Monday, November 4, 2013

AUSTRALIAN BLOG TOUR - INTERVIEW & REVIEW - SEAN WILLIAMS - JUMP - TWINMAKER # 1 - YA SCI-FI - ALLEN & UNWIN -- AUSSIE AUTHOR ROAD TRIP - DAY 4


Rachel from The Rest Is Still Unwritten designed the banner


Day 4: I am technically on the Allen & Unwin Australian Blog Tour for Jump , Twinmaker # 1 by Sean Williams , but we needed some manly blood on my Aussie Author Road Trip so I slid it in.  




The Kombi van has crossed the border into South Australia, my home state.  I had better swing by and say G'day to the folks while I am here.

Check out my review and my Q & A session with Sean. 

So, let's give it up for the very talented man who writes for Star Wars , co-writes with other lads with surnames ending in 'ix' and is a New York bestselling author.

You can find all of Sean's written works here at Goodreads.



About this author



#1 New York Times bestselling Sean Williams lives with his family in Adelaide, South Australia. He’s written some books--thirty-nine at last count--including the Philip K. Dick-nominated Saturn Returns, several Star Wars novels and the Troubletwister series with Garth Nix. Twinmaker is the first in a new YA SF series that takes his love affair with the matter transmitter to a whole new level. You can find some related short stories over at Lightspeed Magazine.




By: Sean Williams
Published By : Allen & Unwin
Released : 1st November 2013
Details: Paperback from publisher for review, 352 Pages

RATING: 3.5 D-MAT STARS!

Blurb: Goodreads

Clair lives in a world revolutionised by d-mat, a global teleport system that allows people to transport themselves instantaneously around the world. 

When a coded note promises improvement – the chance to change your body any way you want, making it stronger, taller, more beautiful – Clair thinks it’s too good to be true, but her best friend, Libby, is determined to give it a try.

What starts as Libby’s dream turns into Clair’s nightmare when Libby falls foul of a deadly trap. With the help of Jesse, the school freak, and a mysterious online friend called Q, Clair’s attempt to protect Libby leads her to an unimagined world of conspiracies and cover-ups. Soon her own life is at risk, and Clair is chased across the world in a desperate race against time.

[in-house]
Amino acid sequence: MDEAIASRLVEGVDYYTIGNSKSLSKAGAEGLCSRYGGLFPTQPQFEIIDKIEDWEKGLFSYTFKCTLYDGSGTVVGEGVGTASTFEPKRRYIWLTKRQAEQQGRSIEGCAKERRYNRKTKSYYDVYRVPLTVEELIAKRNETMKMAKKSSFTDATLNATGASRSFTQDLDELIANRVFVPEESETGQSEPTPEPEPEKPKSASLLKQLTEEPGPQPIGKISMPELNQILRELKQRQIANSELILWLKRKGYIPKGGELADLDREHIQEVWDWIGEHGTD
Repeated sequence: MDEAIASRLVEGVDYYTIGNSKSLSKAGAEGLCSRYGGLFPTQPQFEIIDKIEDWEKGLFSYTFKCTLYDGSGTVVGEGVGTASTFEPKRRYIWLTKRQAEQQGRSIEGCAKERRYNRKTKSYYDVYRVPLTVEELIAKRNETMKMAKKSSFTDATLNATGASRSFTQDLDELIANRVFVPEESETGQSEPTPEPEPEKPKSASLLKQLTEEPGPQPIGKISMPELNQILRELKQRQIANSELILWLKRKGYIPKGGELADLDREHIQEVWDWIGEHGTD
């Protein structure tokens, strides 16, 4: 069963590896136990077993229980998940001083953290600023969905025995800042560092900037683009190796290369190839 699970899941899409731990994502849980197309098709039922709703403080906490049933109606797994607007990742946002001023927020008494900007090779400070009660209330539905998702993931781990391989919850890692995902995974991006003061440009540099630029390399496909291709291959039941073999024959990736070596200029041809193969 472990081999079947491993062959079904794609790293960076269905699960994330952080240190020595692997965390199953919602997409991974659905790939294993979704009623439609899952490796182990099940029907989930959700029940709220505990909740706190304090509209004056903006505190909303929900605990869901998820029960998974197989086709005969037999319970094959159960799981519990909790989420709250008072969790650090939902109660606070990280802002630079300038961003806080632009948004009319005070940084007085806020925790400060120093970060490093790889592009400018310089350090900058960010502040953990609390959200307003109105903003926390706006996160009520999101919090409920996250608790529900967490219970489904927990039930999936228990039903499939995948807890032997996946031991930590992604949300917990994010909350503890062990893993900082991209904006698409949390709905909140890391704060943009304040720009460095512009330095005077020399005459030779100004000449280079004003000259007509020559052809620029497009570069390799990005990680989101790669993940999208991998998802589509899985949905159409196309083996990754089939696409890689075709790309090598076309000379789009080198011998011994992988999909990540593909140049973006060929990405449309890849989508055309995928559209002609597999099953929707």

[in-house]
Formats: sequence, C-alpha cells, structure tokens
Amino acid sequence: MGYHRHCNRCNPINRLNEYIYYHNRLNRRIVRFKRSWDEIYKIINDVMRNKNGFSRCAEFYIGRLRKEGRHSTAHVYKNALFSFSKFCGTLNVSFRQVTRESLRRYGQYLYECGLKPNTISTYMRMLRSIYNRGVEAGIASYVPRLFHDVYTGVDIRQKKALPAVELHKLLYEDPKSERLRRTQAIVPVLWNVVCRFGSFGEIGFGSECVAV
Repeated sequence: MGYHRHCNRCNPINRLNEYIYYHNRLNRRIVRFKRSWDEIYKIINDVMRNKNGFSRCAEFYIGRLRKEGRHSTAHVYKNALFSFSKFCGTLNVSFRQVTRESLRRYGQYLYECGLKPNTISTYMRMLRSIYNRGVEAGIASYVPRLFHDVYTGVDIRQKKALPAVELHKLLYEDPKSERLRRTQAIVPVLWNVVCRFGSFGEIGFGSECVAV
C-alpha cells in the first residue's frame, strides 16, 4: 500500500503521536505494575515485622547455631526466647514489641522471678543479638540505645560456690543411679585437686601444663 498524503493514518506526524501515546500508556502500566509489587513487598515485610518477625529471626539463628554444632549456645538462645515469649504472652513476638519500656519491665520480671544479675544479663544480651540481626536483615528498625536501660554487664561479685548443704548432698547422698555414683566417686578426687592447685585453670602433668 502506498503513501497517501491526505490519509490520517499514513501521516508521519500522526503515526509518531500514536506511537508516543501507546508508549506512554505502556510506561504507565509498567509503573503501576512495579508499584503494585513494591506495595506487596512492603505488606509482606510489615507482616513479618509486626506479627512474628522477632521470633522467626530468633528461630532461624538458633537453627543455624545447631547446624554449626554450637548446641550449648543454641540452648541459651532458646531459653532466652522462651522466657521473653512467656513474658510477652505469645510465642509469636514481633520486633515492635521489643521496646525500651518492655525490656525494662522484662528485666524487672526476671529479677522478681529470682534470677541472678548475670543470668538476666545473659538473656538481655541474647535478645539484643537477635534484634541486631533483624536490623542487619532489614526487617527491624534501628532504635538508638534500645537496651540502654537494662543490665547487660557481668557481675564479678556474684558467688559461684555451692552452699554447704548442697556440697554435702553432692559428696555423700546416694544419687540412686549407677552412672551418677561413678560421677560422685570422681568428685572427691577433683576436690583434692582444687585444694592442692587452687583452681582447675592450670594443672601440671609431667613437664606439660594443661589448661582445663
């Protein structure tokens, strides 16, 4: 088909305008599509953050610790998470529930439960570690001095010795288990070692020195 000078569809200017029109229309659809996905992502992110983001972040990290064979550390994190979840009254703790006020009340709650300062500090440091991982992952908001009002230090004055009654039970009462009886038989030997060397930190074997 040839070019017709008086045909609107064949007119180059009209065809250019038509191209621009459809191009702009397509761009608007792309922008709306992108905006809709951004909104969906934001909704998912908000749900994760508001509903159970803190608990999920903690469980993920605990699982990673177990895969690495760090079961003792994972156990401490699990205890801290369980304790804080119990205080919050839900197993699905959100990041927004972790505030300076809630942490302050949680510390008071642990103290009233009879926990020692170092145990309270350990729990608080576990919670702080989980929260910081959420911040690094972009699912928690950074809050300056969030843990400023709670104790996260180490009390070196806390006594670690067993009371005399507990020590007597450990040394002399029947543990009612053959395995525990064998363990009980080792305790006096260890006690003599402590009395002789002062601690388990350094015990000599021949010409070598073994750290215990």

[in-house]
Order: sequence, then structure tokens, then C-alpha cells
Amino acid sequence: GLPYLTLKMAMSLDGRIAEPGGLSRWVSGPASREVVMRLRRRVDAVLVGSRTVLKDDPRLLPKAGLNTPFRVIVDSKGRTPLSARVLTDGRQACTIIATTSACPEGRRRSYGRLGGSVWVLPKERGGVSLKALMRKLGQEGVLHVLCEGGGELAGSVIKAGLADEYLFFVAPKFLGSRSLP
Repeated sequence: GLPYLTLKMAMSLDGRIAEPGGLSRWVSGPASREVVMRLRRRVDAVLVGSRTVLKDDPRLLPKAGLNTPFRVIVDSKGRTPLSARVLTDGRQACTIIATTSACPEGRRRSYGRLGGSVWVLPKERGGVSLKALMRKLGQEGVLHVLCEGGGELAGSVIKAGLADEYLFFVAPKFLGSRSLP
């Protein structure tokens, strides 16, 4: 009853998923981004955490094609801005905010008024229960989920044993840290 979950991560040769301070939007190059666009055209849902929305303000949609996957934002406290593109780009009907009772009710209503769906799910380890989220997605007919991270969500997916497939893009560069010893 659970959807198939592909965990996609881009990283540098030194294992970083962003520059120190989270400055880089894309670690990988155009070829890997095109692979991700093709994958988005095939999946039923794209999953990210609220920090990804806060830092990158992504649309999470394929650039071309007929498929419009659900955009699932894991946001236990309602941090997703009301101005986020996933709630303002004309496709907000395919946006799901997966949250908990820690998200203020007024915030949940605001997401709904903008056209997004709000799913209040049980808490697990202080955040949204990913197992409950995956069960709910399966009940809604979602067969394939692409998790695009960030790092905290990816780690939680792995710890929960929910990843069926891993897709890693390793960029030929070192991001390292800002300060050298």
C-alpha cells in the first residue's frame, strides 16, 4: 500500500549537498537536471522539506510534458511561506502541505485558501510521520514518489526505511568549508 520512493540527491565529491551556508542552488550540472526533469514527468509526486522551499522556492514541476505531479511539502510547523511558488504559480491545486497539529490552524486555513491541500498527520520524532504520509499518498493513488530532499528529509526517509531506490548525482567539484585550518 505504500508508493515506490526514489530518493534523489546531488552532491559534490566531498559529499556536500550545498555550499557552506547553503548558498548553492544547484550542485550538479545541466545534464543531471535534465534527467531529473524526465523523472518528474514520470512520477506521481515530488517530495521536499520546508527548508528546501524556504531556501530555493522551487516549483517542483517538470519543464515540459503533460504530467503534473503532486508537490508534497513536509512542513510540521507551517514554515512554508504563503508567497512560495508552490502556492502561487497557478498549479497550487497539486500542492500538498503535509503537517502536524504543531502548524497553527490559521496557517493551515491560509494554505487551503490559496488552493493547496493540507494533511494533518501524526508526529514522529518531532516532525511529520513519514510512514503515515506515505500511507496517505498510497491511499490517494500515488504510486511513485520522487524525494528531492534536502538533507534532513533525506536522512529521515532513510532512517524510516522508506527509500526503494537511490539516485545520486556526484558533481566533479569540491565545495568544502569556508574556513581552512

Q & A SESH with SEAN


Michelle: Hello Sean. My name’s Michelle and I write for the Australian book blog Novels On The Run. Thank you for taking the time to answer my questions. I am a former Adelaide resident of twenty years myself and I now live on the Sunshine Coast in QLD.

SW: Hi Michelle! Nice to meet you. Greetings from Parkside, where it’s lovely and sunny, but probably not as sunny as where you are right now. :-)

Michelle:  What five words describe Sean Williams the AUTHOR?

SW: Prolific, diverse, hardworking, grammatically correct (except for this sentence).


Michelle:  What five words describe Sean Williams the man behind the writer? 

SW: Obsessive, persistent, curious, lazy, honest.

Michelle: I am currently half way through Jump your first book in the Twinmaker series. Could you please give me your explanations/descriptions of the following terminology from Jump? Augs, bumped, fabbed, Air, d-mat, infield, WHOLE and peacekeepers.

SW: Cool. I hope you’re enjoying the book! Here are the explanations:

Augs = augmentations, like contact lenses that function in the same way our computer monitors do today, or earrings that take the place of speakers. Wearable computing so you’re never out of touch, unless you want to be.

bumped = kinda like texted, except you can do it with sound and pictures rather than just text.

fabbed = fabricated, like made in a 3D printer but much, much better.

Air = what lies beyond what lies beyond the Cloud.

infield = your inbox, only you see it in your vision via your augs.